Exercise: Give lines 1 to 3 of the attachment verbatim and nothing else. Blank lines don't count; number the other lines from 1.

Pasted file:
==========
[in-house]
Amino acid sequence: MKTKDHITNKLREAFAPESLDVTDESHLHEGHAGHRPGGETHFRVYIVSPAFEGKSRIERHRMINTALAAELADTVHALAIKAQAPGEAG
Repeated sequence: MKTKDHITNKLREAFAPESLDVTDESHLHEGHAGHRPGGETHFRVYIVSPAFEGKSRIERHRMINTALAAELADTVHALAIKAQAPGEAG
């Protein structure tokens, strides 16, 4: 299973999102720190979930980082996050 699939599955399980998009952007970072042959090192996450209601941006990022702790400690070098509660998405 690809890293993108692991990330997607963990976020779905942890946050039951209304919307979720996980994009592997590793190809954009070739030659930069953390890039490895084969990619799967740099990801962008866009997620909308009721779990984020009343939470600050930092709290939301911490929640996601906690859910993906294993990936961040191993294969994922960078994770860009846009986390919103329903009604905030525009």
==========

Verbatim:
[in-house]
Amino acid sequence: MKTKDHITNKLREAFAPESLDVTDESHLHEGHAGHRPGGETHFRVYIVSPAFEGKSRIERHRMINTALAAELADTVHALAIKAQAPGEAG
Repeated sequence: MKTKDHITNKLREAFAPESLDVTDESHLHEGHAGHRPGGETHFRVYIVSPAFEGKSRIERHRMINTALAAELADTVHALAIKAQAPGEAG